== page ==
Audio-Technica AT4033 : Anonymous 's user review

« It just may be the perfect microphone for you. But then again, it may not. »

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The AT4033 is a brilliant little medium-diaphragm condenser microphone that you REALLY need to try out before you commit to it. I mean it. I like to preface all of my microphone reviews by saying that microphones are subjective, and that at a certain price-point, you are virtually guaranteed quality if you use the microphone properly. That being said, the AT4033 is one of the TRUE examples of this mantra.

The AT4033 touts itself as a very specific microphone. Oddly enough though, you'll see that home and project studios are using this microphone as a workhorse on things like guitar, drums overheads, even kick. The truth is, it's a medium diaphragm condenser. It's better for instruments than LDC's, and while it seems a bit naive to make that sweeping generalization, (I know a few SDCs that are good on vocals.) the AT4033 does in fact prove all of its stereotypes true. That's exactly WHY you need to understand what you're getting into with this microphone.

I don't want to scare you away; it's fantastic on pretty much anything you throw at it. Guitar, overheads, kick, backing vocals, even gang vocals! (Gang vocals with this thing are FANTASTIC, in my humble opinion.) The AT4033 seems to lend a subtle sheen to it, a sparkle, a glimmer.

Unfortunately, you know exactly what I forgot to mention: lead vocals. Isn't the AT4033 supposed to be a vocal microphone? Well, yes, but let me finish. The AT4033 is just about the least forgiving microphone I've come across to date. This doesn't mean it always sounds harsh on everything; on the contrary, this means that when used in a certain way, it blows just about EVERYTHING out of the water, but when used improperly, you're left scratching your head as to why it's not working.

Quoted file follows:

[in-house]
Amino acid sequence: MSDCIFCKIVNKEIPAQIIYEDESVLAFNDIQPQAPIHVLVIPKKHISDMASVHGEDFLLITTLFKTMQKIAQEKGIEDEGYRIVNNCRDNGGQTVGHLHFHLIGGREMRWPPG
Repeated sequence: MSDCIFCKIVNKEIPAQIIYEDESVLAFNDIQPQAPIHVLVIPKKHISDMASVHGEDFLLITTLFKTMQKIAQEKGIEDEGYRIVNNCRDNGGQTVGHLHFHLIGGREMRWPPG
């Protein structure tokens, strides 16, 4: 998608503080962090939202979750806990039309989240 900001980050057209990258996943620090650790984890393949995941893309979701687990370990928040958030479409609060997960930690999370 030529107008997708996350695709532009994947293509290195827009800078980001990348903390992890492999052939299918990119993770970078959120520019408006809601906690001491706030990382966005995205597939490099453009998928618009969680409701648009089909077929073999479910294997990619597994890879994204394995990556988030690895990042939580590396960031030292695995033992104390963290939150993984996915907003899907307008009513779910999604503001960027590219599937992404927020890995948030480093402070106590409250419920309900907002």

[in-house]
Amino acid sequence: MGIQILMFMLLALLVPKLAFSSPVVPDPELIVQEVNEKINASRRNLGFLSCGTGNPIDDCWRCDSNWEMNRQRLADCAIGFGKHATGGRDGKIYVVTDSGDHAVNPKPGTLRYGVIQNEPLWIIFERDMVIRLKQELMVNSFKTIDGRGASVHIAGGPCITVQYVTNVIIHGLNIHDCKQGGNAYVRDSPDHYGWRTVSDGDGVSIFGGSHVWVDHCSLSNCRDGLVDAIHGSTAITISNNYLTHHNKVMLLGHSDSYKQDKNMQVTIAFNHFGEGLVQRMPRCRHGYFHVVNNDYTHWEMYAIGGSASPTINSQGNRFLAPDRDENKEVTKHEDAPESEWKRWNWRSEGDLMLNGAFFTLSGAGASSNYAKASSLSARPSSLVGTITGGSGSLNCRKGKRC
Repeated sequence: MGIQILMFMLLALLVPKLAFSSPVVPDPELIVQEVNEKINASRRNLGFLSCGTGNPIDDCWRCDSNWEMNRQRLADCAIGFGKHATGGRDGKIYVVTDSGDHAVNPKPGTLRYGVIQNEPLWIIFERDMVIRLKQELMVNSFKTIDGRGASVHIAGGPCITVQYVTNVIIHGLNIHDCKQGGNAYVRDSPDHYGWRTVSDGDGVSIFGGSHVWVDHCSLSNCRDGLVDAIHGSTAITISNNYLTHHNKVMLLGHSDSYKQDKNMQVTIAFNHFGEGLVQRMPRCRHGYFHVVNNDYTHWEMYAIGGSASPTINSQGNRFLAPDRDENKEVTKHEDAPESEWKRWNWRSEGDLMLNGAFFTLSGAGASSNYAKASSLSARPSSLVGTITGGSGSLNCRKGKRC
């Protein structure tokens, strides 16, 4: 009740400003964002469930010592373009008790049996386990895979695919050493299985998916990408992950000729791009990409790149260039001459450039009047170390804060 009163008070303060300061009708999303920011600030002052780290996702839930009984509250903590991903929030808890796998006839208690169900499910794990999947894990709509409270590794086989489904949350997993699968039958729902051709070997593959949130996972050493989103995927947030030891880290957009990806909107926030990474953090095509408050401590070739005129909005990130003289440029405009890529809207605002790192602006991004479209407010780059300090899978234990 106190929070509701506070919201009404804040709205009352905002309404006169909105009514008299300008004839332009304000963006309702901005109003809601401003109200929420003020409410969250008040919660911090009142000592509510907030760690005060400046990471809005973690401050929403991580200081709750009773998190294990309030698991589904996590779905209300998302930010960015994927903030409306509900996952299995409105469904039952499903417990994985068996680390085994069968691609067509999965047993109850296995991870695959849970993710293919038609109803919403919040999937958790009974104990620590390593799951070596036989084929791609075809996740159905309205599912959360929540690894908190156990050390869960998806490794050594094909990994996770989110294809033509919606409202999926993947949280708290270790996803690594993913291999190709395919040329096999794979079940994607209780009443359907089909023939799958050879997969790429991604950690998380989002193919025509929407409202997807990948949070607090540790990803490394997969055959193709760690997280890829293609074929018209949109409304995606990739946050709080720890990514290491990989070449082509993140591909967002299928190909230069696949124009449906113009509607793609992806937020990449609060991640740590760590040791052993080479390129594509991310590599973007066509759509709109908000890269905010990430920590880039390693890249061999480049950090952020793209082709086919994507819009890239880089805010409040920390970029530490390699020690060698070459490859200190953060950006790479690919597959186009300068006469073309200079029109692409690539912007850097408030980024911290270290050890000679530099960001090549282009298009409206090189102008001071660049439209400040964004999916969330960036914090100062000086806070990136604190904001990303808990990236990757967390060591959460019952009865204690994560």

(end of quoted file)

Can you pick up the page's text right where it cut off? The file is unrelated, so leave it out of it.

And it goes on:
The AT4033 flatters "correct" singing (support from the abdominal muscles, correct vowel formation, all the things that make opera possible, in other words). It also seems to do very well with high, but contained voices. (Think wispy jazz soprano.) That's about it, for me at least. Maybe pairing it with a colored preamp would yield different results, but the transparency of the microphone just grabs imperfections the wrong way. This is because that sheen and glimmer that the AT4033 is so respected for also creates this filmy layer of sound that traps a throaty voice where it comes from, the throat. It's clear that when listening to this microphone, despite its sheen and glimmer on the high-end, there's a weird "swallowy" sound.

If that's what you're going for, fine, but if you're like me, and like the vocal sound to feel as if it's soaring around the cranium, then this isn't the microphone for you unless you have one of the two aforementioned types of voices. It downright lacks in size of sound. Everything's there but the sensation of openness. Other reviews have called the sound "narrow." The only way this microphone can work is if you want the sound, or if you have a singer big enough to balance it out. (But the balance is beautiful if it works.)


The characteristics take a 10 because with proper application, this microphone can absolutely and easily outclass microphones ten times as expensive. Unfortunately, this microphone doesn't work on everything. (What microphone does?) That's to be expected, obviously, but I have never known another microphone so impressive that can crash and burn so catastrophically.

They go for $400 new, but can be found used for under $200 if you look carefully enough.

I'm getting rid of mine; I record mainly vocals, and with my limited budget, I need to find something that isn't particularly flattering, but will never actually utterly fail. My friends all have very different voices. Oddly enough, my voice is the classical one that could work well with the AT4033, but alas, I am sensitive to the plight of the common singer as well.